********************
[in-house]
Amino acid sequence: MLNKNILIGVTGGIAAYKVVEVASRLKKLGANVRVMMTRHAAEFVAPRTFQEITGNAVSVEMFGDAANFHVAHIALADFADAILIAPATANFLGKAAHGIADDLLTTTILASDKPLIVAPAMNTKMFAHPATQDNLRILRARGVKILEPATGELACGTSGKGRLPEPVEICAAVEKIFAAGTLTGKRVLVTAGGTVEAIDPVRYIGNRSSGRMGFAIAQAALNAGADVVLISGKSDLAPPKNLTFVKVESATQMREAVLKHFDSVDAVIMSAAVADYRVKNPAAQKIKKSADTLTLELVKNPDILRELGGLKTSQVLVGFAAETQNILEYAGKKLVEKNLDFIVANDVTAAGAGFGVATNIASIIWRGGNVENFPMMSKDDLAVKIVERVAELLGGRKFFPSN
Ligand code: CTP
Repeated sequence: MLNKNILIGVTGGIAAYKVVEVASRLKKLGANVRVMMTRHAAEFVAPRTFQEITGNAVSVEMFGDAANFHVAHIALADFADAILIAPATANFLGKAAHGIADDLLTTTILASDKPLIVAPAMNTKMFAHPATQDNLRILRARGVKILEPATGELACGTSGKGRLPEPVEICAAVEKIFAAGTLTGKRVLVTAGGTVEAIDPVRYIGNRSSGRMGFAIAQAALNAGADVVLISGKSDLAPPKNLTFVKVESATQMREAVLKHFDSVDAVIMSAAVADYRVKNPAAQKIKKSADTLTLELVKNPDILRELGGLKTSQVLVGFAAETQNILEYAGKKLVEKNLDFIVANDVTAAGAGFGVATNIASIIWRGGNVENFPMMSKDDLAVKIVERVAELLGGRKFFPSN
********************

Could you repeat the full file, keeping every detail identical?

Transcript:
[in-house]
Amino acid sequence: MLNKNILIGVTGGIAAYKVVEVASRLKKLGANVRVMMTRHAAEFVAPRTFQEITGNAVSVEMFGDAANFHVAHIALADFADAILIAPATANFLGKAAHGIADDLLTTTILASDKPLIVAPAMNTKMFAHPATQDNLRILRARGVKILEPATGELACGTSGKGRLPEPVEICAAVEKIFAAGTLTGKRVLVTAGGTVEAIDPVRYIGNRSSGRMGFAIAQAALNAGADVVLISGKSDLAPPKNLTFVKVESATQMREAVLKHFDSVDAVIMSAAVADYRVKNPAAQKIKKSADTLTLELVKNPDILRELGGLKTSQVLVGFAAETQNILEYAGKKLVEKNLDFIVANDVTAAGAGFGVATNIASIIWRGGNVENFPMMSKDDLAVKIVERVAELLGGRKFFPSN
Ligand code: CTP
Repeated sequence: MLNKNILIGVTGGIAAYKVVEVASRLKKLGANVRVMMTRHAAEFVAPRTFQEITGNAVSVEMFGDAANFHVAHIALADFADAILIAPATANFLGKAAHGIADDLLTTTILASDKPLIVAPAMNTKMFAHPATQDNLRILRARGVKILEPATGELACGTSGKGRLPEPVEICAAVEKIFAAGTLTGKRVLVTAGGTVEAIDPVRYIGNRSSGRMGFAIAQAALNAGADVVLISGKSDLAPPKNLTFVKVESATQMREAVLKHFDSVDAVIMSAAVADYRVKNPAAQKIKKSADTLTLELVKNPDILRELGGLKTSQVLVGFAAETQNILEYAGKKLVEKNLDFIVANDVTAAGAGFGVATNIASIIWRGGNVENFPMMSKDDLAVKIVERVAELLGGRKFFPSN